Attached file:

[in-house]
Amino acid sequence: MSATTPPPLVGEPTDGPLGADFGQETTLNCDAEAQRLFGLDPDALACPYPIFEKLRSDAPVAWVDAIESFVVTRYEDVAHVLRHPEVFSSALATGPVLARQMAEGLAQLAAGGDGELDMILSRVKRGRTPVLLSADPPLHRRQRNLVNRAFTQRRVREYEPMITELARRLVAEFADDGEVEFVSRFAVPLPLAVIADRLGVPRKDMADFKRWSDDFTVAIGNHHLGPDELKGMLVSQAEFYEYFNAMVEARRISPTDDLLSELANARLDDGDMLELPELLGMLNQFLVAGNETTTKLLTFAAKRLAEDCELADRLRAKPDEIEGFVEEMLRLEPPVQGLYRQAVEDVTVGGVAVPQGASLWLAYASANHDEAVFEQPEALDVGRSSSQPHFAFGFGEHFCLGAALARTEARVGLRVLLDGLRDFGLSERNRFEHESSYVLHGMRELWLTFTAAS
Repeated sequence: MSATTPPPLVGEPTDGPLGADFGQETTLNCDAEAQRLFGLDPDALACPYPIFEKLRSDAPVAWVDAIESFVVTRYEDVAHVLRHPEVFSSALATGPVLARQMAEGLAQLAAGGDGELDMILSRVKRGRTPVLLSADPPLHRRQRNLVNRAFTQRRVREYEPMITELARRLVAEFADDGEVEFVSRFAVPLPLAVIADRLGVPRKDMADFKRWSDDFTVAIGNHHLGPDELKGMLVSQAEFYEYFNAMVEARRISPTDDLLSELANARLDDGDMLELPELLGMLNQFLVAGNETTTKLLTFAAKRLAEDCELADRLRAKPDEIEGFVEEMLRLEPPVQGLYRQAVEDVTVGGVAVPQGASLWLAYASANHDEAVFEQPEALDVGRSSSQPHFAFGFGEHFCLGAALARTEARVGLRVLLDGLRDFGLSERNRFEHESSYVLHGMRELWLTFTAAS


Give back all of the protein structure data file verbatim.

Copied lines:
[in-house]
Amino acid sequence: MSATTPPPLVGEPTDGPLGADFGQETTLNCDAEAQRLFGLDPDALACPYPIFEKLRSDAPVAWVDAIESFVVTRYEDVAHVLRHPEVFSSALATGPVLARQMAEGLAQLAAGGDGELDMILSRVKRGRTPVLLSADPPLHRRQRNLVNRAFTQRRVREYEPMITELARRLVAEFADDGEVEFVSRFAVPLPLAVIADRLGVPRKDMADFKRWSDDFTVAIGNHHLGPDELKGMLVSQAEFYEYFNAMVEARRISPTDDLLSELANARLDDGDMLELPELLGMLNQFLVAGNETTTKLLTFAAKRLAEDCELADRLRAKPDEIEGFVEEMLRLEPPVQGLYRQAVEDVTVGGVAVPQGASLWLAYASANHDEAVFEQPEALDVGRSSSQPHFAFGFGEHFCLGAALARTEARVGLRVLLDGLRDFGLSERNRFEHESSYVLHGMRELWLTFTAAS
Repeated sequence: MSATTPPPLVGEPTDGPLGADFGQETTLNCDAEAQRLFGLDPDALACPYPIFEKLRSDAPVAWVDAIESFVVTRYEDVAHVLRHPEVFSSALATGPVLARQMAEGLAQLAAGGDGELDMILSRVKRGRTPVLLSADPPLHRRQRNLVNRAFTQRRVREYEPMITELARRLVAEFADDGEVEFVSRFAVPLPLAVIADRLGVPRKDMADFKRWSDDFTVAIGNHHLGPDELKGMLVSQAEFYEYFNAMVEARRISPTDDLLSELANARLDDGDMLELPELLGMLNQFLVAGNETTTKLLTFAAKRLAEDCELADRLRAKPDEIEGFVEEMLRLEPPVQGLYRQAVEDVTVGGVAVPQGASLWLAYASANHDEAVFEQPEALDVGRSSSQPHFAFGFGEHFCLGAALARTEARVGLRVLLDGLRDFGLSERNRFEHESSYVLHGMRELWLTFTAAS